- Well, you were saying to me when we last met up that you need to still work for a living, so what do you do as your 'day' job?

- Oh no, I don't!

- You don't?? I must have drunk more beer than I thought!

- No, no. We get a wage and everything....

- Oh really?!

- Yeah, we've had the same wage for about the last eight years, something like that. There's always been money because we've been quite careful with it which I think is important. If we'd started off with day jobs and such, it means you can't put as much commitment into things - it gets difficult when you're touring and stuff....

- So what do you do with all your free time? I mean, are you spending every day writing music, or in the studio, or at rehearsal?

- No, not really. I guess at the moment we're just sitting back, you know. I mean, I'm looking for a flat at the moment, that's the main thing....and we're going off to Europe in a couple of weeks. And then next year it's pretty much quite solid writing and stuff for about three months. There is quite a lot of free time, but it is concentrated into bits and bobs really.....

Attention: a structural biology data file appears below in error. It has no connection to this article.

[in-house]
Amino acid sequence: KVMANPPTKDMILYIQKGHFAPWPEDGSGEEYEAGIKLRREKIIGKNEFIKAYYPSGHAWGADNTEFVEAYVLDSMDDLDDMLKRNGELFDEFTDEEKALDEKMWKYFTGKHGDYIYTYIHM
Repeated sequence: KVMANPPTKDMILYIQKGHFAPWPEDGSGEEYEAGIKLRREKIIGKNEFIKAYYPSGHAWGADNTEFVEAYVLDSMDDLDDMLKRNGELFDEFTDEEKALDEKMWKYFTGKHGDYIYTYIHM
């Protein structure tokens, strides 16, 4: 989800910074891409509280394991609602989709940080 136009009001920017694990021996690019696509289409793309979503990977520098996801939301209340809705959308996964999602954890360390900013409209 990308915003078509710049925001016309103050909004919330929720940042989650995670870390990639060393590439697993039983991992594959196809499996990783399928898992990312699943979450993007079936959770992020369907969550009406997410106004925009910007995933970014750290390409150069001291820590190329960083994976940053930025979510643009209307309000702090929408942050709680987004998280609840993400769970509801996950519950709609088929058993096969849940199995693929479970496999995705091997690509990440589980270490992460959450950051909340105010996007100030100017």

- You've spent a lot of time on the road over the last few years. What's been the strangest experience?

- That Gin Blossoms and Goo Goo Dolls Tour! [laughs] It was sort of "Why? What are we doing??? Why are we here??? Why are we playing to a sort of load of white trash who aren't sort of bothered about an alternative band???" You know, we're playing alternative music and the front person's got red hair and everyone probably thinks she's a real freak! It was such a demoralizing experience! It was a total fuck up as far as everyone was concerned. We had reservations before we went in and all our reservations were proved right.....

- What would be your most ideal show in that respect?

- Ah....after that we went on to tour with bands called Imperial Teen and Muzzle, and that was good, we had good shows. I think the ideal situation is when you tour with bands you actually like, whether you support them or they support you, and there's alot of people you can get on with, including the crew. And just have fun, you know? I think that last tour we did, we just had such a shitty time in the beginning it just knocked us for six and we just felt disillusioned with the people around us, the record companies, people like that, and all the agents saying "It's a great thing". They'd just look at you like, they can send you out on the road and say "do this" and "do that", but it's not actually them who have to be there every day and get around and get worked up about it all. And then they say, "Oh, well it didn't work", and six weeks of that can really take its toll....

- They really try and pull the wool over your eyes?